GUSTAV ADOLPH STERNENBERG, native of Houston, and for many years prominently identified with the business life here, took an important part in developing the lumber industry in this section. Mr. Sternenberg was interested in lumber in an extensive way, operating a large saw mill, and controlling a large acreage of forest lands. He had a talent for affairs, a keen judgment and skill in handling men, and in the accomplishment of large affairs, combined with a deep insight into all phases of the lumber industry, that contributed to his success in this line.
Mr. Sternenberg was born in Houston the twentysixth of August, 1869, at the old Sternenberg home at the corner of Dallas and Crawford Street. His father, J. A. Sternenberg, came to Houston from his native country of Germany in the early fifties. For a time after coming to Houston he worked as a furniture repairer, later becoming a millwright. He built many mills in this section, and gradually became interested in the saw mill business. He had a mill at Spring, Texas, and a steam mill at Beaumont. The firm name under which he operated was Olive & Sternenberg, later the Olive-Sternenberg Company, and still later the Olive-Sternenberg Lumber Company. Mr. Sternenberg owned much land in Hardin County, and was one of the veteran lumbermen and saw mill owners of the Lone Star State. His associations with this field of activity are recalled by the old-timers, who hold him in high esteem for his many practical and beneficial contributions to the industry. During the Civil War Mr. Sternenberg served as bandman throughout the conflict, returning to his home in Houston at the close of the war. His death occurred in Houston the second day of May, 1914. His wife, Mrs. Emilie Vogel Sternenberg, and the mother of Gustav Adolph Sternenberg, the subject of this sketch, was also a native of Germany, coming to the United States at an early age. She met Mr. Sternenberg in this state, and here they were married and spent the many happy years of their married life. She died June 18, 1923, at the age of eighty-one years.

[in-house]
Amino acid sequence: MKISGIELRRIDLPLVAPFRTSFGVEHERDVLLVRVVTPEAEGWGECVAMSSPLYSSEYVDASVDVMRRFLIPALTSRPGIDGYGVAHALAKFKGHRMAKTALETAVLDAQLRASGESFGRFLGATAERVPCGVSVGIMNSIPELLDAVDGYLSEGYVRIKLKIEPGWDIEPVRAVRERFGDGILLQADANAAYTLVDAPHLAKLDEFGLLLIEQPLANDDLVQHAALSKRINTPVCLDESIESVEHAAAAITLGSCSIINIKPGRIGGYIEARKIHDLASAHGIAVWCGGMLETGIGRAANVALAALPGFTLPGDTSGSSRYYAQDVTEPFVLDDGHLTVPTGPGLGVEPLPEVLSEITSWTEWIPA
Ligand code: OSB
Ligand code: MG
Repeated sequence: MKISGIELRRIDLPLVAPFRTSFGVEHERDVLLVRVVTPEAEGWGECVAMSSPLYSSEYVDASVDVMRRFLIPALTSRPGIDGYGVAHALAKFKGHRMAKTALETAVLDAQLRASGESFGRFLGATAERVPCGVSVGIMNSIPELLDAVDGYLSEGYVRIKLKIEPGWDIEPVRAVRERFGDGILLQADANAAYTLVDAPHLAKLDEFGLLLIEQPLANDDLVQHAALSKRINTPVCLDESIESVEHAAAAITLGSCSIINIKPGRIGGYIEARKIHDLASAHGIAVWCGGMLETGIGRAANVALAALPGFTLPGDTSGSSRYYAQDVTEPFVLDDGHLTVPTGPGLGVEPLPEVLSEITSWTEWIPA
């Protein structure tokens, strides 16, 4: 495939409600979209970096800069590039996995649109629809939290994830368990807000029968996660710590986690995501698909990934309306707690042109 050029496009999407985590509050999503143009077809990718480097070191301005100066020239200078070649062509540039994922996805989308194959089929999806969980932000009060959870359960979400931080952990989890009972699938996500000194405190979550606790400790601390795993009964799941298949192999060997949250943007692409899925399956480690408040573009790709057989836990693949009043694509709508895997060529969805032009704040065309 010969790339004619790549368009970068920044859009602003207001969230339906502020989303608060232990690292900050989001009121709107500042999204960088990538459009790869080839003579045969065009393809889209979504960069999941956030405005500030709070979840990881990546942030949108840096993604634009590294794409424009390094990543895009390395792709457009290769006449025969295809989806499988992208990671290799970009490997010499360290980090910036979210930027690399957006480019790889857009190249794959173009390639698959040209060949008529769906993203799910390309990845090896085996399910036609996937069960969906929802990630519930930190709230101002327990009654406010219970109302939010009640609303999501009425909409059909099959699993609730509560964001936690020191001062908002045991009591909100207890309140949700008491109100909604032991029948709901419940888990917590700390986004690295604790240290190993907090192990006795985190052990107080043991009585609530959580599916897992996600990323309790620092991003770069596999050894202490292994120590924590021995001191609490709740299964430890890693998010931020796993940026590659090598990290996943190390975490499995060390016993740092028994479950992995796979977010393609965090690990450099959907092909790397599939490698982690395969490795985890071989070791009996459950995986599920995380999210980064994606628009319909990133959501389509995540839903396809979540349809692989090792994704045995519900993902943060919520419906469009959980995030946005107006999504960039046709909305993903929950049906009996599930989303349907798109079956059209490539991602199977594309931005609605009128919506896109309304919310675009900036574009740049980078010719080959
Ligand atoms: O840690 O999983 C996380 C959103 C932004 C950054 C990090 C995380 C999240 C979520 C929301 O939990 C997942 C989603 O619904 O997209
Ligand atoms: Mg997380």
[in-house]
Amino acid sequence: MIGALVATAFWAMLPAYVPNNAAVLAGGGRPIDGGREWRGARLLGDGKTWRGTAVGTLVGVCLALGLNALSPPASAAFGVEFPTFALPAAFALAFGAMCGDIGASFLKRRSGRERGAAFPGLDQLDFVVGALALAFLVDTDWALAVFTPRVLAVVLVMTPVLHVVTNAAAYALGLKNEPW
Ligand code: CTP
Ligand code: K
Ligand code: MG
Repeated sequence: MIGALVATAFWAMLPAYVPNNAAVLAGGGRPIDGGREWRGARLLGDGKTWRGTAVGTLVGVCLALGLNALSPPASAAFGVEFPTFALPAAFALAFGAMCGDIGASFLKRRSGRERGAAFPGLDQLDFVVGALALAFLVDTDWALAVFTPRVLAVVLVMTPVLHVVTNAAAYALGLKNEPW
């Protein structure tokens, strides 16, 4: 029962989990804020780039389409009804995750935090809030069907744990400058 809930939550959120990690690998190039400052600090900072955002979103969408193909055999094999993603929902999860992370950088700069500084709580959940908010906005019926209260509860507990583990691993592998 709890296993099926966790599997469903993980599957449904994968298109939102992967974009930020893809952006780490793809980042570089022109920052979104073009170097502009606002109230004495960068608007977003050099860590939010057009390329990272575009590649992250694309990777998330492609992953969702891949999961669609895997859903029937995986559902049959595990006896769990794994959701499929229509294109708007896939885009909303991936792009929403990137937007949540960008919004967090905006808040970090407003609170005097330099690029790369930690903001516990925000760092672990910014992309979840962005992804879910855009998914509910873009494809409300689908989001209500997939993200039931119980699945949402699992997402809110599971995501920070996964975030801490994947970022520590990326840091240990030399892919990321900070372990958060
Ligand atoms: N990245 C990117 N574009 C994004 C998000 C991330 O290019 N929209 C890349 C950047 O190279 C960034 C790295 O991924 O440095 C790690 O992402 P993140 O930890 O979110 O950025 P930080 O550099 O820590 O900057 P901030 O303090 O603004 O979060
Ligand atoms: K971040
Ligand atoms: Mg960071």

Gustav Adolph Sternenberg was educated in the public schools of Houston, later attending college, after which he began his active business career. He first went to work for the railroad in Houston, after going to Chicago for a short time, during which he was also connected with railroad work. A little later he returned to his native city and began in the lumber business, where by close application to detail he had soon mastered all the intricacies of the industry. He located at Olive, Texas, where he began the operation of a saw mill.
Mr. Sternenberg gradually expanded his lumber activities and had interests in all its branches. In 1907 he returned to Houston to make his home, and expecting to retire. However, he continued very active, looking after his extensive properties in this city, and built the Sternenberg, a family hotel at 808 Walker Avenue, in 1908. This was his last business venture, his death occurring in April, 1908, just a few months prior to the completion of the hotel.
Mr. Sternenberg was married the ninth of June, 1897, to Miss Emma B. Sens, who, like Mr. Sternenberg, was born in Houston, and has always resided here with the exception of ten years at Olive. She was the daughter of Andrew Sens, who came from his native home in Germany to the United States, at the age of nineteen years, and located at Houston, where he spent the rest of his life. Her mother, before her marriage was Miss Anna Bente, who came with her father to the United States at the age of thirteen and was reared in Houston.
Mr. Sternenberg was an honored member of the Masonic and Woodmen of the World orders, and a citizen of the highest type. His connection with the lumber industry in Texas was that of a pioneer, and he was instrumental in contributing to its advancement along progressive lines. He is regarded by lumbermen as one of the most distinguished of its members, and his death, which occurred the nineteenth of April, 1908, was a distinct loss to the community. As a citizen Mr. Sternenberg took a great interest in the welfare and progress of his city, contributing generously that Houston might develop every possible resource. He was benevolent, kindly toward all, and took a deep interest in his f ellowmen, often lending the helping hand that made for success. He took a large part in shaping public opinion of his time, and his life stood for the highest achievement in his line of endeavor.